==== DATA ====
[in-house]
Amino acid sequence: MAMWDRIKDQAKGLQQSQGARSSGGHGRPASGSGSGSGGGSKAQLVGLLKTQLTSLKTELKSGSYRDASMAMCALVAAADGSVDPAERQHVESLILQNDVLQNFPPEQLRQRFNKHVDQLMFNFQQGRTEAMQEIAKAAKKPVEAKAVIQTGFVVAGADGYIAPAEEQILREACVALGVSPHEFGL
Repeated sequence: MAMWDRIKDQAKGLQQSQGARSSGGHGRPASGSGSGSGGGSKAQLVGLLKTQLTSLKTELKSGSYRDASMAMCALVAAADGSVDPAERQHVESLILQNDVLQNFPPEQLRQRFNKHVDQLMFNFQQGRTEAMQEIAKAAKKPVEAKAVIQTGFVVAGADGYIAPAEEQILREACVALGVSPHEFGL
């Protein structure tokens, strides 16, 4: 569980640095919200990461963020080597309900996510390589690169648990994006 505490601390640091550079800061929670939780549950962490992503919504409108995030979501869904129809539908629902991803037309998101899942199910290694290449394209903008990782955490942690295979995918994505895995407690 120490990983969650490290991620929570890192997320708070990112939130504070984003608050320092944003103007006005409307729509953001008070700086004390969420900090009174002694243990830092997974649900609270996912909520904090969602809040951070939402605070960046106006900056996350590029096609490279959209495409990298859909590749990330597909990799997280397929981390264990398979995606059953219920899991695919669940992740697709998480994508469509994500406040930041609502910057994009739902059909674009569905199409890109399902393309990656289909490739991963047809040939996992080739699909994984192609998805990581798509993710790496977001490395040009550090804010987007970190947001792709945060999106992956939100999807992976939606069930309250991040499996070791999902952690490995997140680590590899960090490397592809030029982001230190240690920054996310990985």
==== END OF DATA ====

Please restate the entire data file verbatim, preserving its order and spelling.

[in-house]
Amino acid sequence: MAMWDRIKDQAKGLQQSQGARSSGGHGRPASGSGSGSGGGSKAQLVGLLKTQLTSLKTELKSGSYRDASMAMCALVAAADGSVDPAERQHVESLILQNDVLQNFPPEQLRQRFNKHVDQLMFNFQQGRTEAMQEIAKAAKKPVEAKAVIQTGFVVAGADGYIAPAEEQILREACVALGVSPHEFGL
Repeated sequence: MAMWDRIKDQAKGLQQSQGARSSGGHGRPASGSGSGSGGGSKAQLVGLLKTQLTSLKTELKSGSYRDASMAMCALVAAADGSVDPAERQHVESLILQNDVLQNFPPEQLRQRFNKHVDQLMFNFQQGRTEAMQEIAKAAKKPVEAKAVIQTGFVVAGADGYIAPAEEQILREACVALGVSPHEFGL
């Protein structure tokens, strides 16, 4: 569980640095919200990461963020080597309900996510390589690169648990994006 505490601390640091550079800061929670939780549950962490992503919504409108995030979501869904129809539908629902991803037309998101899942199910290694290449394209903008990782955490942690295979995918994505895995407690 120490990983969650490290991620929570890192997320708070990112939130504070984003608050320092944003103007006005409307729509953001008070700086004390969420900090009174002694243990830092997974649900609270996912909520904090969602809040951070939402605070960046106006900056996350590029096609490279959209495409990298859909590749990330597909990799997280397929981390264990398979995606059953219920899991695919669940992740697709998480994508469509994500406040930041609502910057994009739902059909674009569905199409890109399902393309990656289909490739991963047809040939996992080739699909994984192609998805990581798509993710790496977001490395040009550090804010987007970190947001792709945060999106992956939100999807992976939606069930309250991040499996070791999902952690490995997140680590590899960090490397592809030029982001230190240690920054996310990985």